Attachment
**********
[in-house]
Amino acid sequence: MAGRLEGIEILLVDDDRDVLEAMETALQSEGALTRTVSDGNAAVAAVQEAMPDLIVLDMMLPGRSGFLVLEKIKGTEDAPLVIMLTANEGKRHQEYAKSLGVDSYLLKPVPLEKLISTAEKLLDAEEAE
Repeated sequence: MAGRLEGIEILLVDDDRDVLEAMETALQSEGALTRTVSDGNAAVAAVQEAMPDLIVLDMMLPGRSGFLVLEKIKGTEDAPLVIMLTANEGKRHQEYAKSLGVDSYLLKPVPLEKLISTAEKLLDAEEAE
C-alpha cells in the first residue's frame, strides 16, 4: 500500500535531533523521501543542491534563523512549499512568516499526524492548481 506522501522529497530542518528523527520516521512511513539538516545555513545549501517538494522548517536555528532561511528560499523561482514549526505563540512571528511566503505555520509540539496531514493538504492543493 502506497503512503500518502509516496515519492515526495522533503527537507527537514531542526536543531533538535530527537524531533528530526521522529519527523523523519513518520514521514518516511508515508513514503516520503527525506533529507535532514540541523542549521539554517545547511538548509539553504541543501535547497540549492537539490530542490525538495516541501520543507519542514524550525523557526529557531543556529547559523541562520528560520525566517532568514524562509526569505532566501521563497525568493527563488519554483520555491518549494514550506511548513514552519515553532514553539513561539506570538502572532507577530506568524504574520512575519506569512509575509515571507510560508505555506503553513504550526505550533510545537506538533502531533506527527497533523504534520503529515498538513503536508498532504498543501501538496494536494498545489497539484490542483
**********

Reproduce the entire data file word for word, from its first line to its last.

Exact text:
[in-house]
Amino acid sequence: MAGRLEGIEILLVDDDRDVLEAMETALQSEGALTRTVSDGNAAVAAVQEAMPDLIVLDMMLPGRSGFLVLEKIKGTEDAPLVIMLTANEGKRHQEYAKSLGVDSYLLKPVPLEKLISTAEKLLDAEEAE
Repeated sequence: MAGRLEGIEILLVDDDRDVLEAMETALQSEGALTRTVSDGNAAVAAVQEAMPDLIVLDMMLPGRSGFLVLEKIKGTEDAPLVIMLTANEGKRHQEYAKSLGVDSYLLKPVPLEKLISTAEKLLDAEEAE
C-alpha cells in the first residue's frame, strides 16, 4: 500500500535531533523521501543542491534563523512549499512568516499526524492548481 506522501522529497530542518528523527520516521512511513539538516545555513545549501517538494522548517536555528532561511528560499523561482514549526505563540512571528511566503505555520509540539496531514493538504492543493 502506497503512503500518502509516496515519492515526495522533503527537507527537514531542526536543531533538535530527537524531533528530526521522529519527523523523519513518520514521514518516511508515508513514503516520503527525506533529507535532514540541523542549521539554517545547511538548509539553504541543501535547497540549492537539490530542490525538495516541501520543507519542514524550525523557526529557531543556529547559523541562520528560520525566517532568514524562509526569505532566501521563497525568493527563488519554483520555491518549494514550506511548513514552519515553532514553539513561539506570538502572532507577530506568524504574520512575519506569512509575509515571507510560508505555506503553513504550526505550533510545537506538533502531533506527527497533523504534520503529515498538513503536508498532504498543501501538496494536494498545489497539484490542483